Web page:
Water in the Atmosphere Section 1 Humidity, continued The diagram below shows the effects of vapor pressure.
Water in the Atmosphere Section 1 Humidity, continued Relative Humidity relative humidity the ratio of the amount of water vapor in the air to the amount of water vapor needed to reach saturation at a given temperature If the temperature does not change, the relative humidity will increase if moisture enters the air. Relative humidity can also increase if the moisture in the air remains constant but the temperature decreases. If the temperature increases as the moisture in the air remains constant, the relative humidity will decrease.
Water in the Atmosphere Section 1 Humidity, continued Reaching the Dew Point When the air is nearly saturated with a relative humidity of almost 100%, only a small temperature drop is needed for air to reach its dew point. Air may cool to its dew point by conduction when the air comes in contact with a cold surface. During the night, grass, leaves, and other objects near the ground lose heat. When the temperature of air cools below the dew point, condensation called dew is formed.
Water in the Atmosphere Section 1 Humidity, continued Reaching the Dew Point, continued If dew point falls below the freezing temperature of water, water vapor may change directly into solid ice crystals, or frost. Because frost forms when water vapor turns directly into ice, frost is not frozen dew. Frozen dew is relatively uncommon. Unlike frost, frozen dew forms as clear beads of ice.
Water in the Atmosphere Section 1 Reading Check How does dew differ from frost? Dew is liquid moisture that condenses from air on cool objects when the air is nearly saturated and the temperature drops. Frost is water vapor that condenses as ice crystals onto a cool surface directly from the air when the dew point is below freezing.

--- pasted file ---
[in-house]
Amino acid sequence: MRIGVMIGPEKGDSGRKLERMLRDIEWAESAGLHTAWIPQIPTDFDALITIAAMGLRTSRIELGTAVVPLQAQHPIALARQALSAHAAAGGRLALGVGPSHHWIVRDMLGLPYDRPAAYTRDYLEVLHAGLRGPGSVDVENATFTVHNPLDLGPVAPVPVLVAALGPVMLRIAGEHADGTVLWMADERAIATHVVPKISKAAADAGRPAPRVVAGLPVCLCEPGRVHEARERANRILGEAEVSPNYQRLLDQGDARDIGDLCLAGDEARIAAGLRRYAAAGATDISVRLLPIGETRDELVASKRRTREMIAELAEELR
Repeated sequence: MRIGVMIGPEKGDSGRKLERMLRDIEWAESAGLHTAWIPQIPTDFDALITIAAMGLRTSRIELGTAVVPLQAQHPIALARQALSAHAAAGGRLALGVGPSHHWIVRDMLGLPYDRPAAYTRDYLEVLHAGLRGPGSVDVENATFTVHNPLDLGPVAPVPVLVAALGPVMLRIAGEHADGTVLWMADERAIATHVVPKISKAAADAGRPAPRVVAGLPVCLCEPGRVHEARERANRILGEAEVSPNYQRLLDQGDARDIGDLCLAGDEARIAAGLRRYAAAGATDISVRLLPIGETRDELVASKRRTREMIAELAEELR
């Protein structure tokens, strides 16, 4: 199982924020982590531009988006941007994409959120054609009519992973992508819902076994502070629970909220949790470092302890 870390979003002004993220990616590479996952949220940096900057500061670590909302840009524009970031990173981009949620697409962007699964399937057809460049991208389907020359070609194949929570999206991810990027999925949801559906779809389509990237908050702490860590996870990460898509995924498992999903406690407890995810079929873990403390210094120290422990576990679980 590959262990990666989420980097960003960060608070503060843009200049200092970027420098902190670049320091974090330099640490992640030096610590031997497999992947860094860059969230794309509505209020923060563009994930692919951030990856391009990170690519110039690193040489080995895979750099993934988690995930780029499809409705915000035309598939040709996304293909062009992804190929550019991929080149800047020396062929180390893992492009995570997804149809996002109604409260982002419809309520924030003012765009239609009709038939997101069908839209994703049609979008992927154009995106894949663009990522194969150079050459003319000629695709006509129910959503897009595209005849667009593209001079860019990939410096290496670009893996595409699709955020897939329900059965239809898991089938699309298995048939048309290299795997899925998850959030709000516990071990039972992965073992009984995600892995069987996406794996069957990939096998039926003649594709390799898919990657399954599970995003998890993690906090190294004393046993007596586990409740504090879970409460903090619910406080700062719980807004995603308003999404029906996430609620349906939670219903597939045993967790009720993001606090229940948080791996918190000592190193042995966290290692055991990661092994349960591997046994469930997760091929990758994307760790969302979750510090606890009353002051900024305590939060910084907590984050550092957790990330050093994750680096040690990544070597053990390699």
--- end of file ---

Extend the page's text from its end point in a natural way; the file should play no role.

Water in the Atmosphere Section 1 Measuring Humidity Using an Electrical Hygrometer Humidity is commonly measured by a humidity sensor that uses a thin polymer film. The polymer film’s ability to conduct electricity is affected by the relative humidity of the surrounding air. Thus, by measuring the polymer film’s ability to store electricity, relative humidity can be determined.
Water in the Atmosphere Section 1 Measuring Humidity, continued Using a Psychrometer A psychrometer consists of two identical thermometers. The bulb of one thermometer is covered with a damp wick. The bulb of the other thermometer remains dry. When the psychrometer is held by a handle and whirled through the air, the air circulates around both thermometers. The difference between the dry-bulb temperature and the wet-bulb temperature is used to calculate relative humidity.
Water in the Atmosphere Section 1 Measuring Humidity, continued Other Methods for Measuring Humidity A dew cell consist of a ceramic cylinder with electrodes attached to it and treated with lithium chloride, LiCl. By detecting the electrical resistance of LiCl as it is heated and cooled, the dew cell can determine dew point. The hair hygrometer determines relative humidity based on the principle that hair becomes longer as relative humidity increases.
Water in the Atmosphere Section 1 Measuring Humidity, continued Measuring Humidity at High Altitudes The hygrometer may be carried up into the atmosphere in an instrument package known as a radiosonde. The electric hygrometer is triggered by passing electric current through a moisture-attracting chemical substance. The amount of moisture changes the electrical conductivity of the chemical substance. The change can then be expressed as the relative humidity of the surrounding air.